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Just learning Python and got on to the subject of sorting lists. Two types of algorithms were shown: insertion and selection. So, I had an idea and created this:

def DiffSort(lst):
    lstDiff = [None] * len(lst)
    i = 0

    while i < len(lst):
        lstDiff[i] = lst[i] - lst[i-1] if i != 0 else lst[0]

        if lstDiff[i] < 0:
            sbj, tmp = lst[i], lstDiff[i]

            while tmp < 0:
                i -= 1
                tmp += lstDiff[i]
                lst[i+1] = lst[i]

            lst[i] = sbj
            i += 1

lst = [13,25,18,122,32,1,0.78,25,85,1,32,56,0.55,0.6,17]



Any good? Is there a similar method out there already?

share|improve this question
list has a sort() method. – Johnsyweb Feb 24 '13 at 22:37
clever, but i think this is just insertion sort, with the downside that it won't work on arbitrary comparables (e.g. strings, tuples, etc). so it won't outdo timsort, sorry :) – Eevee Feb 24 '13 at 22:43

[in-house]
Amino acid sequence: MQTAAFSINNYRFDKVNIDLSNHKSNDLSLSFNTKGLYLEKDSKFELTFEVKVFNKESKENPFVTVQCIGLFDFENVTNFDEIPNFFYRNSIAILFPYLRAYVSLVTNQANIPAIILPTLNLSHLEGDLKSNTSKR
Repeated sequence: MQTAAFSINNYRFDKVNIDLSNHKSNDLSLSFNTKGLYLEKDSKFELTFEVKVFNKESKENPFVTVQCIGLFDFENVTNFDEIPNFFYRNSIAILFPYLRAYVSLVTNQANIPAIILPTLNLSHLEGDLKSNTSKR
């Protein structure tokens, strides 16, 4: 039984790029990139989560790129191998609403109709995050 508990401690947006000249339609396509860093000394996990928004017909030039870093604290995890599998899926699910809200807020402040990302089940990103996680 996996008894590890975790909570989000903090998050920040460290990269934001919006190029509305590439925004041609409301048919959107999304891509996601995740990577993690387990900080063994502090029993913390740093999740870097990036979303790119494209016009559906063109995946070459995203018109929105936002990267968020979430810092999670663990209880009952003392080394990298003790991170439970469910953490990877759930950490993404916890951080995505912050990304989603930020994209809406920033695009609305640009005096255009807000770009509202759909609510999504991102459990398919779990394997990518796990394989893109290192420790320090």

Are you looking for the best way to normally sort a list in Python, or are you interested in the theory of sorting algorithms? – Junuxx Feb 24 '13 at 22:44
He's obviously interested on sorting algorithms... and everyone keep answering as if he just asked how to sort a list xD Anyway, OnT: the lstDiff list seems superfluous, you are only using the current index (which could be replaced by a simple variable). Also, agree with Eevee and that it seems like insertion sort using diff instead of conditionals. – asermax Feb 24 '13 at 22:52
Cheers for the feedback, working my way through an introduction to Python. Just seeing if I was on to something there... lol. – Chadda Wikz Feb 24 '13 at 23:15

2 Answers 2

list.sort() if you want to sort a list in-place.

sorted(list) if you want to return a sorted copy of the list.

The second option works with any iterable type, whereas the first is list-exclusive (although some other types may have the same or a similar function defined as well, but you can generally not expect that).

Since you seem to care about the algorithmic part of it, this may be of interest to you:

share|improve this answer
Cheers, looks interesting. – Chadda Wikz Feb 24 '13 at 23:17

Isn't lst.sort() good enough? It's bound to be much faster than a Python solution that has to run in O(n^2) time.

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